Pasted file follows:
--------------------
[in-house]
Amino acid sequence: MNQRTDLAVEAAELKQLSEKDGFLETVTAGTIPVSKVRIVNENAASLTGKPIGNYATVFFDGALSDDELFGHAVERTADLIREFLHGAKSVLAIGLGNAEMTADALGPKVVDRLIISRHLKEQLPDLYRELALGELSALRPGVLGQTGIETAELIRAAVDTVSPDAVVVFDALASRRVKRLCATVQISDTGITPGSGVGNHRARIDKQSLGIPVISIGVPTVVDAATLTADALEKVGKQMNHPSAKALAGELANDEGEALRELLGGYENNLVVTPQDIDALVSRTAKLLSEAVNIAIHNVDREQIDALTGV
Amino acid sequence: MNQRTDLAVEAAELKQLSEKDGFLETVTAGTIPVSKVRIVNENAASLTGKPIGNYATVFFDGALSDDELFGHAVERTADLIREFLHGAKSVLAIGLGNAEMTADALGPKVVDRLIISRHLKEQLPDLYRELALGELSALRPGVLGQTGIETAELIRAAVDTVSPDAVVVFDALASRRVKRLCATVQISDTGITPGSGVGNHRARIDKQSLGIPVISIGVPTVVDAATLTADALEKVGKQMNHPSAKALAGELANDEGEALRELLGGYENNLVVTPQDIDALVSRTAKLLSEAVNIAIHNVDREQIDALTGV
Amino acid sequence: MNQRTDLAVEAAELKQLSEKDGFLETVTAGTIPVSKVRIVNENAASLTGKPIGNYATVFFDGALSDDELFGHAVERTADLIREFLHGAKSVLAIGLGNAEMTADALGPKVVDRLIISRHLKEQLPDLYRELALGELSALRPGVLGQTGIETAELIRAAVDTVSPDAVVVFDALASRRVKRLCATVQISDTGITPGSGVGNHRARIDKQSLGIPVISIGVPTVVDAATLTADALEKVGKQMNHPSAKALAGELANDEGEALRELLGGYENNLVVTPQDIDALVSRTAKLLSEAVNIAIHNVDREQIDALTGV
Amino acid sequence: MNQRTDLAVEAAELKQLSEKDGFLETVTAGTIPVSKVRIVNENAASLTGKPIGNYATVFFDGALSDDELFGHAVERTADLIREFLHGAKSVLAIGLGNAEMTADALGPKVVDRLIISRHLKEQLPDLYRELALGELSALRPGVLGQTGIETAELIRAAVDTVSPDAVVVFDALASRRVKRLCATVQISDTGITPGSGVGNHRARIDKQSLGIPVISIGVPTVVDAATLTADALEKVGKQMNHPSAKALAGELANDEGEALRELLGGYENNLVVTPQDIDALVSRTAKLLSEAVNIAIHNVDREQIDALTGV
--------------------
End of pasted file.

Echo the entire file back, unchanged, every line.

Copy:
[in-house]
Amino acid sequence: MNQRTDLAVEAAELKQLSEKDGFLETVTAGTIPVSKVRIVNENAASLTGKPIGNYATVFFDGALSDDELFGHAVERTADLIREFLHGAKSVLAIGLGNAEMTADALGPKVVDRLIISRHLKEQLPDLYRELALGELSALRPGVLGQTGIETAELIRAAVDTVSPDAVVVFDALASRRVKRLCATVQISDTGITPGSGVGNHRARIDKQSLGIPVISIGVPTVVDAATLTADALEKVGKQMNHPSAKALAGELANDEGEALRELLGGYENNLVVTPQDIDALVSRTAKLLSEAVNIAIHNVDREQIDALTGV
Amino acid sequence: MNQRTDLAVEAAELKQLSEKDGFLETVTAGTIPVSKVRIVNENAASLTGKPIGNYATVFFDGALSDDELFGHAVERTADLIREFLHGAKSVLAIGLGNAEMTADALGPKVVDRLIISRHLKEQLPDLYRELALGELSALRPGVLGQTGIETAELIRAAVDTVSPDAVVVFDALASRRVKRLCATVQISDTGITPGSGVGNHRARIDKQSLGIPVISIGVPTVVDAATLTADALEKVGKQMNHPSAKALAGELANDEGEALRELLGGYENNLVVTPQDIDALVSRTAKLLSEAVNIAIHNVDREQIDALTGV
Amino acid sequence: MNQRTDLAVEAAELKQLSEKDGFLETVTAGTIPVSKVRIVNENAASLTGKPIGNYATVFFDGALSDDELFGHAVERTADLIREFLHGAKSVLAIGLGNAEMTADALGPKVVDRLIISRHLKEQLPDLYRELALGELSALRPGVLGQTGIETAELIRAAVDTVSPDAVVVFDALASRRVKRLCATVQISDTGITPGSGVGNHRARIDKQSLGIPVISIGVPTVVDAATLTADALEKVGKQMNHPSAKALAGELANDEGEALRELLGGYENNLVVTPQDIDALVSRTAKLLSEAVNIAIHNVDREQIDALTGV
Amino acid sequence: MNQRTDLAVEAAELKQLSEKDGFLETVTAGTIPVSKVRIVNENAASLTGKPIGNYATVFFDGALSDDELFGHAVERTADLIREFLHGAKSVLAIGLGNAEMTADALGPKVVDRLIISRHLKEQLPDLYRELALGELSALRPGVLGQTGIETAELIRAAVDTVSPDAVVVFDALASRRVKRLCATVQISDTGITPGSGVGNHRARIDKQSLGIPVISIGVPTVVDAATLTADALEKVGKQMNHPSAKALAGELANDEGEALRELLGGYENNLVVTPQDIDALVSRTAKLLSEAVNIAIHNVDREQIDALTGV